Anvil Points money is still in the mail

RBC | The $7.2 million check, which was supposed to go out March 29, has yet to arrive, but everyone is already asking for a piece of the pie.

“I now know what it’s like to win the lottery, we’re getting so many emails,” said board of county commissioner chair Shawn Bolton. “I think we should stick it (the check) back into the CCITF (County Capital Improvement Trust Fund) and build that fund back up.”

Commissioners used some of the CCITF funds for the broadband project.

Once the money does come in, the commissioners will need to determine where it should be applied. CCITF monies are limited to capital projects.

“You might want to consider a separate assigned fund,” suggested finance director Janae Stansworth, for non-capital projects.

On a positive note, the commissioners said Senator Cory Gardner and Rep. Scott Tipton have indicated they will be working to ensure that the county will not have to sacrifice PILT (Payments In Lieu of Taxes) funds to the tune of $1 million as originally expected because of the Anvil Points payment.

PILT funds—received to offset losses in property taxes in districts that have non-taxable Federal lands—go directly to the county’s general fund.

The commissioners debated where to “draw the line” when it comes to enforcing building code violations, particularly in reference to “rubbish and junk.”

“I don’t know where we go down this road. Sure, we’d all like to see everybody’s place all cleaned up, but where do we start and where do we quit? I don’t know if it’s up to me to decide what’s junk and what’s not (on someone else’s property),” said Commissioner Jeff Rector.

County Attorney Kent Borchard said in the past the building department has operated on written citizen complaints.

Rector agreed, saying, “If the constituents are complaining, then we need to do something about it.”

Commissioners Si Woodruff and county building inspector Jeff Kumer urged greater awareness of the code and consistency in enforcement.

“For years we’ve driven by and not said anything. They don’t even know the law exists, so a nice letter lets them know. I believe in property rights, but I don’t believe the value of my property should be decreased because of the condition of your property,” Kumer said.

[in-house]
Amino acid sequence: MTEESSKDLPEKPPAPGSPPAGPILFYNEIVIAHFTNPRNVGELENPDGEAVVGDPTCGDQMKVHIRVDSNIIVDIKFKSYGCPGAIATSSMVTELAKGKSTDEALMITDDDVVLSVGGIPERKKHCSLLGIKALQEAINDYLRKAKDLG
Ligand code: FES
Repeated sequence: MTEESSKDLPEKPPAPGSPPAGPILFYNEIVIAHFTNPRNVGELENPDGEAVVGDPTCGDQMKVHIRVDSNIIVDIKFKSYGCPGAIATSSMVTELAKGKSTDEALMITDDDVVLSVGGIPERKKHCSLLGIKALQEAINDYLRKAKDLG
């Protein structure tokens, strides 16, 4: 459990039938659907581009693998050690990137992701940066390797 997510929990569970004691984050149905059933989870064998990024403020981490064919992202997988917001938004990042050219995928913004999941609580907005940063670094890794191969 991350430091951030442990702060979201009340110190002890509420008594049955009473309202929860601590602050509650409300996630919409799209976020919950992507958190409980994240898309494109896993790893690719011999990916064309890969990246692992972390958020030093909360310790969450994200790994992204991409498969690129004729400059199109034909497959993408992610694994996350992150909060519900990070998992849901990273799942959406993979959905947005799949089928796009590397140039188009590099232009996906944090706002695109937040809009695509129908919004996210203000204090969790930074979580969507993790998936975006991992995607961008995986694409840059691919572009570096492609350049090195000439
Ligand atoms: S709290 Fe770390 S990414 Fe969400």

Citizen Mike Sizemore asked the board to consider implementing term limits on all elected county officials.

“We don’t want to create any more career politicians than we have to,” Sizemore said.

Bolton said it’s open for discussion, noting that he doesn’t recall having a contested race for clerk, assessor or treasurer.

“It’s a double-edged sword in smaller communities. If you can find the people to step up and take the positions after eight years, that’s one thing,” Bolton said.

“I think we should give people a chance to have their say,” Sizemore said.

The commissioners agreed to consider the topic on an upcoming agenda, which will possibly put the issue on the November ballot.

The commissioners heard department updates from the communications/IT departments, which are prepping for warm weather to complete implementation of broadband infrastructure.

Communications director Cody Crooks said there are about 200 addresses still to be connected to broadband, which is expected to be finished by the end of the year. Crooks also told the commissioners about some new technology that might work better for the secondary towers that will serve rural clients who access broadband wirelessly.

Deputy Sheriff Jeremy Muxlow updated the commissioners on conditions at the detention center. One of the major problems involves treatment of inmates’ medical issues. The sheriff’s office is in communication with public health to find a solution that will benefit both departments.

In commissioner updates, Jeff Rector requested to be on record regarding a perceived issue with the original location of Nichols Store in Rangely.

Rector said he has “no desire” to tear down the building, which is across the street from the current store location, and believes confusion about his position stems from a Colorado Counties Incorporated’s steering committee meeting about the historic value of five Moon Lake power poles on Evacuation Creek.

Commissioner Si Woodruff said he received a complaint about the Eastern Rio Blanco Metropolitan and Park District board’s bid award process. The commissioners determined that’s not in their jurisdiction.

In public comment, former county employee Jeff Madison spoke to the commissioners about the history of the county’s impact fees on development.

“We enacted the impact fee in 2008. The crash happened shortly thereafter. Impact fees were not the cause (of the crash),” Madison said. “I had people from Exxon Mobil and Shell and these other companies say they didn’t like paying for it, but they said it was the most equitable way of doing it they’d seen.”

The impact fees were divided into three categories: administration, law enforcement and transportation. According to Madison, the admin and law enforcement categories were resolved with the development of the Justice Center and the courthouse renovations.

“It would take a lot of the burden off residential and commercial by eliminating those two categories,” Madison said.

The current board has looked at ways to eliminate the impact fees in an attempt to attract industry back to the county.

“We have to figure out how to get some activity back in our county,” Rector said.